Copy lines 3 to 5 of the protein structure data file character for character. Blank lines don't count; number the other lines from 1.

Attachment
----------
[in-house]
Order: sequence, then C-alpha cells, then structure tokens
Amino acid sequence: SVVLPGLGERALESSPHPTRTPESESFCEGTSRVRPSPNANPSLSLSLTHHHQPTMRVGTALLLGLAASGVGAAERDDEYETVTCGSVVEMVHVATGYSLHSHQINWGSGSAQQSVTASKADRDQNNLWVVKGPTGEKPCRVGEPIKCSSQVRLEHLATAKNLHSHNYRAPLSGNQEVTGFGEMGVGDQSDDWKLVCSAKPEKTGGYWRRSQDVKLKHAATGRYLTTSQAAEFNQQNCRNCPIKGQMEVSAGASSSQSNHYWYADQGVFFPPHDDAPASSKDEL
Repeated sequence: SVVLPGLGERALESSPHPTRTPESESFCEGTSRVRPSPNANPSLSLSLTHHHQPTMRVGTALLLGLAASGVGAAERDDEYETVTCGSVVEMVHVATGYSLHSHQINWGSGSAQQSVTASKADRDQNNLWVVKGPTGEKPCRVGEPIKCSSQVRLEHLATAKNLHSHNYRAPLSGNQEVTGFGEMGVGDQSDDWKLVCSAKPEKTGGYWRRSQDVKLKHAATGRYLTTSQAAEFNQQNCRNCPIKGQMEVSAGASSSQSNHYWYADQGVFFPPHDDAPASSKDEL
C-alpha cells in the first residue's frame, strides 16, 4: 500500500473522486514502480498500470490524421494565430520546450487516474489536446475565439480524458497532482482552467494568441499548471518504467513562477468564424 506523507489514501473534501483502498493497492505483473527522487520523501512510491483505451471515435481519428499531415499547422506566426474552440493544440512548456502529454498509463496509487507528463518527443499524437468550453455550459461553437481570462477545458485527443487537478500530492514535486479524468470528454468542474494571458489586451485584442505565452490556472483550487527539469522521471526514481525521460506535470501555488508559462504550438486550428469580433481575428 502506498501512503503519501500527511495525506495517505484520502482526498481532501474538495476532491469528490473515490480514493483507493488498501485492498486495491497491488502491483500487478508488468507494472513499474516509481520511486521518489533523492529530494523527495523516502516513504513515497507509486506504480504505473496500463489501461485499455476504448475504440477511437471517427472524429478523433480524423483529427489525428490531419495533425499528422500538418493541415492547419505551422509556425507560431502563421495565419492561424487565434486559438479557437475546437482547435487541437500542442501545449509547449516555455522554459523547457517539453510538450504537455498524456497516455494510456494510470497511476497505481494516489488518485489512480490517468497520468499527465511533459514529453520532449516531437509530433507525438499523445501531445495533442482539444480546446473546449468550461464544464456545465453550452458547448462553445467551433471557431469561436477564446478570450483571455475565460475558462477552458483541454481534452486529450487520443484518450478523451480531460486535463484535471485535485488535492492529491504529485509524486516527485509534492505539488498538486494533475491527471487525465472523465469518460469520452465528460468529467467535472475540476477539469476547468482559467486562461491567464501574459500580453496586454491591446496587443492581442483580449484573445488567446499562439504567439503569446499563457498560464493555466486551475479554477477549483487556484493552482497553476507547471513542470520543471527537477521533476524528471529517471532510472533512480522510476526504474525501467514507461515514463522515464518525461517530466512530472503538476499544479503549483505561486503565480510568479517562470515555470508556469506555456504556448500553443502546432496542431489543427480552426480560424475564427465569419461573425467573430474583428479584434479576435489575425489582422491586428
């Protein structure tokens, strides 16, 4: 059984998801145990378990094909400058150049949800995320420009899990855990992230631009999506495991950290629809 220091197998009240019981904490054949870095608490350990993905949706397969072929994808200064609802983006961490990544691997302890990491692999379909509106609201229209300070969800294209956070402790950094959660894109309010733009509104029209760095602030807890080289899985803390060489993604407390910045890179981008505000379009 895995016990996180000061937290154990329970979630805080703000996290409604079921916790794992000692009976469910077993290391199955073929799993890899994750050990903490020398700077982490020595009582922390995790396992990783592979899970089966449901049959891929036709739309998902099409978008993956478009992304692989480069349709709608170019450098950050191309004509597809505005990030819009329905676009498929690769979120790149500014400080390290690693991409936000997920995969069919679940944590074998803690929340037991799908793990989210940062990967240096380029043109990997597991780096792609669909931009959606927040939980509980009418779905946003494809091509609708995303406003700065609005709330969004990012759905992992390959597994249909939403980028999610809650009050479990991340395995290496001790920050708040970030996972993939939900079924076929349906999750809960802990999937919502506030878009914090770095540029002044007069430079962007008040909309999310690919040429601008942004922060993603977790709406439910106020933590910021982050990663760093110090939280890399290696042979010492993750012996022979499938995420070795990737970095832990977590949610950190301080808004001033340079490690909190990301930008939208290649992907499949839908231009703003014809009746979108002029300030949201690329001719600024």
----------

Amino acid sequence: SVVLPGLGERALESSPHPTRTPESESFCEGTSRVRPSPNANPSLSLSLTHHHQPTMRVGTALLLGLAASGVGAAERDDEYETVTCGSVVEMVHVATGYSLHSHQINWGSGSAQQSVTASKADRDQNNLWVVKGPTGEKPCRVGEPIKCSSQVRLEHLATAKNLHSHNYRAPLSGNQEVTGFGEMGVGDQSDDWKLVCSAKPEKTGGYWRRSQDVKLKHAATGRYLTTSQAAEFNQQNCRNCPIKGQMEVSAGASSSQSNHYWYADQGVFFPPHDDAPASSKDEL
Repeated sequence: SVVLPGLGERALESSPHPTRTPESESFCEGTSRVRPSPNANPSLSLSLTHHHQPTMRVGTALLLGLAASGVGAAERDDEYETVTCGSVVEMVHVATGYSLHSHQINWGSGSAQQSVTASKADRDQNNLWVVKGPTGEKPCRVGEPIKCSSQVRLEHLATAKNLHSHNYRAPLSGNQEVTGFGEMGVGDQSDDWKLVCSAKPEKTGGYWRRSQDVKLKHAATGRYLTTSQAAEFNQQNCRNCPIKGQMEVSAGASSSQSNHYWYADQGVFFPPHDDAPASSKDEL
C-alpha cells in the first residue's frame, strides 16, 4: 500500500473522486514502480498500470490524421494565430520546450487516474489536446475565439480524458497532482482552467494568441499548471518504467513562477468564424 506523507489514501473534501483502498493497492505483473527522487520523501512510491483505451471515435481519428499531415499547422506566426474552440493544440512548456502529454498509463496509487507528463518527443499524437468550453455550459461553437481570462477545458485527443487537478500530492514535486479524468470528454468542474494571458489586451485584442505565452490556472483550487527539469522521471526514481525521460506535470501555488508559462504550438486550428469580433481575428 502506498501512503503519501500527511495525506495517505484520502482526498481532501474538495476532491469528490473515490480514493483507493488498501485492498486495491497491488502491483500487478508488468507494472513499474516509481520511486521518489533523492529530494523527495523516502516513504513515497507509486506504480504505473496500463489501461485499455476504448475504440477511437471517427472524429478523433480524423483529427489525428490531419495533425499528422500538418493541415492547419505551422509556425507560431502563421495565419492561424487565434486559438479557437475546437482547435487541437500542442501545449509547449516555455522554459523547457517539453510538450504537455498524456497516455494510456494510470497511476497505481494516489488518485489512480490517468497520468499527465511533459514529453520532449516531437509530433507525438499523445501531445495533442482539444480546446473546449468550461464544464456545465453550452458547448462553445467551433471557431469561436477564446478570450483571455475565460475558462477552458483541454481534452486529450487520443484518450478523451480531460486535463484535471485535485488535492492529491504529485509524486516527485509534492505539488498538486494533475491527471487525465472523465469518460469520452465528460468529467467535472475540476477539469476547468482559467486562461491567464501574459500580453496586454491591446496587443492581442483580449484573445488567446499562439504567439503569446499563457498560464493555466486551475479554477477549483487556484493552482497553476507547471513542470520543471527537477521533476524528471529517471532510472533512480522510476526504474525501467514507461515514463522515464518525461517530466512530472503538476499544479503549483505561486503565480510568479517562470515555470508556469506555456504556448500553443502546432496542431489543427480552426480560424475564427465569419461573425467573430474583428479584434479576435489575425489582422491586428